1. He gave up his right to glory, his prerogative of equality with the Father: “Who, being in very nature God, did not consider equality with God something to be used to his own advantage; (Philippians 2:6-7).

2. He became a human in the very nature of a servant: “…rather, he made himself nothing by taking the very nature of a servant, being made in human likeness. And being found in appearance as a man, he humbled himself…” (Philippians 2:7-8).

3. He was the perfect man who voluntarily died a heinous death as a felon on the cruel cross of Calvary: “…he humbled himself by becoming obedient to death—even death on a cross!” (Philippians 2:8). Those who have given their allegiance to the Lord Jesus Christ are commanded to imitate his humble attitude: “In your relationships with one another, have the same mindset as Christ Jesus” (Philippians 2:5).

We will have the mind of Christ when we seek the unity of the congregation with one mind and purpose, out of a heart of love for our brothers and sisters in Christ, “Therefore if you have any encouragement from being united with Christ, if any comfort from his love, if any common sharing in the Spirit, if any tenderness and compassion, then make my joy complete by being like-minded, having the same love, being one in spirit and of one mind” (Philippians 2:1-2).

The only way we can do this is by thinking of other people as being better than ourselves: “Do nothing out of selfish ambition or vain conceit, but in humility consider others better than yourselves. Each of you should look not only to your own interests, but also to the interests of others” (Philippians 2:3-4).

When we imitate Christ, God raises us up to sit with him in the heavenly places, “And God raised us up with Christ and seated us with him in the heavenly realms in Christ Jesus” (Ephesians 2:6). To live with Christ forever in the heavenly home we must have the mind-set of Christ while we are here in our earthly home. *

*Copyright © 2021 Shelby G. Floyd, All Rights Reserved

Shelby--Pulpit 2017

Shelby G. Floyd
Heartland Church of Christ
1693 West Main Street
Greenwood, Indiana 46142



Shelby G. Floyd

Man looking at bright cross sign

God’s people must learn by practice to love one another and pray for one another. Nothing in the world will convince outsiders that we are truly the disciples of the Lord more than visible, genuine love and affection among brothers and sisters in Christ.

Jesus said, “A new command I give you: Love one another. As I have loved you, so you must love one another. By this all men will know that you are my disciples, if you love one another” (John 13:34-35). It was reported to have been said by outsiders in apostolic times, “Oh, how those Christians love one another.”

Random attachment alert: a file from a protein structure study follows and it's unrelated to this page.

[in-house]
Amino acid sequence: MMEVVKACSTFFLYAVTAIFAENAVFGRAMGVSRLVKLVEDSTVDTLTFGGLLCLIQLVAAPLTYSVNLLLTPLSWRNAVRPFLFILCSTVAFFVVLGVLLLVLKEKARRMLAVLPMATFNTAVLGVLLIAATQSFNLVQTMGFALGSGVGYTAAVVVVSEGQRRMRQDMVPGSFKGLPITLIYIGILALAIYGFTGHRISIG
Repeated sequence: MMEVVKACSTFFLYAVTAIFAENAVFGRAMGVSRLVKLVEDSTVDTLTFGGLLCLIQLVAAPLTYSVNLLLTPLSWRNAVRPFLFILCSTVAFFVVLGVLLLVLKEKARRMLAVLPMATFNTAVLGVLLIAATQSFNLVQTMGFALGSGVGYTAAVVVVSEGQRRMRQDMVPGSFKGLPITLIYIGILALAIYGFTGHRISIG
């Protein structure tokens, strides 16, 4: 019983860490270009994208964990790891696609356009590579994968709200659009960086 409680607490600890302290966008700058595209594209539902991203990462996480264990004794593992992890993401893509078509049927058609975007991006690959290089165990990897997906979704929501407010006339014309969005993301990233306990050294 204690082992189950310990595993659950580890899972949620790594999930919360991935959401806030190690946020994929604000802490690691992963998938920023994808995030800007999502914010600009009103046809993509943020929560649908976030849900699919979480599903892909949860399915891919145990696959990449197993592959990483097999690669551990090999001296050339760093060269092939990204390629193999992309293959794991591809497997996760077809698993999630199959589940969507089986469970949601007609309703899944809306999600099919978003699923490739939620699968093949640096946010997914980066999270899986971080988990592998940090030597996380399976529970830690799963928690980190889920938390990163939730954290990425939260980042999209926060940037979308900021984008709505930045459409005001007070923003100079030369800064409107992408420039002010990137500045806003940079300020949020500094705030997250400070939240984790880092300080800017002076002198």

When the apostle Paul wrote a letter to the congregation at Philippi, he publicly declared his love for them: “God can testify how I long for all of you with the affection of Christ Jesus” (Philippians 1:8). He also stated that it was right for him to feel this way about them, “because I have you in my heart” (Philippians 1:7). We will not develop the love of God in our relationship with each other until we have each other in our hearts.

The way we can indwell in each other’s hearts is by praying for one another at all times and under all circumstances: “And this is my prayer: that your love may abound more and more in knowledge and depth of insight, so that you may be able to discern what is best and may be pure and blameless until the day of Christ, filled with the fruit of righteousness that comes through Jesus Christ—to the glory and praise of God” (Philippians 1:9-11).

We also develop this love for one another by caring for one another in our material and spiritual needs. The congregation at Philippi had cared for Paul in his needs again and again. And Paul had always shared with them in their spiritual needs: “Yet it was good of you to share in my troubles. Moreover, as you Philippians know, in the early days of your acquaintance with the gospel, when I set out from Macedonia, not one church shared with me in the matter of giving and receiving, except you only; for even when I was in Thessalonica, you sent me aid more than once when I was in need. Not that I desire your gifts; what I desire is that more be credited to your account. I have received full payment and have more than enough. I am amply supplied, now that I have received from Epaphroditus the gifts you sent. They are a fragrant offering, an acceptable sacrifice, pleasing to God. And my God will meet all your needs according to the riches of his glory in Christ Jesus” (Philippians 4:14-19).

Let us learn to love one another by habitual practice, so when we think of one another we will have a good memory of each other and thank God, “I thank my God every time I remember you. In all my prayers for all of you, I always pray with joy because of your partnership in the gospel from the first day until now” (Philippians 1:3-5). *

* Copyright © 2021 Shelby G. Floyd, All Rights Reserved

Shelby G. Floyd
Heartland Church of Christ
1693 West Main Street
Greenwood, Indiana 46142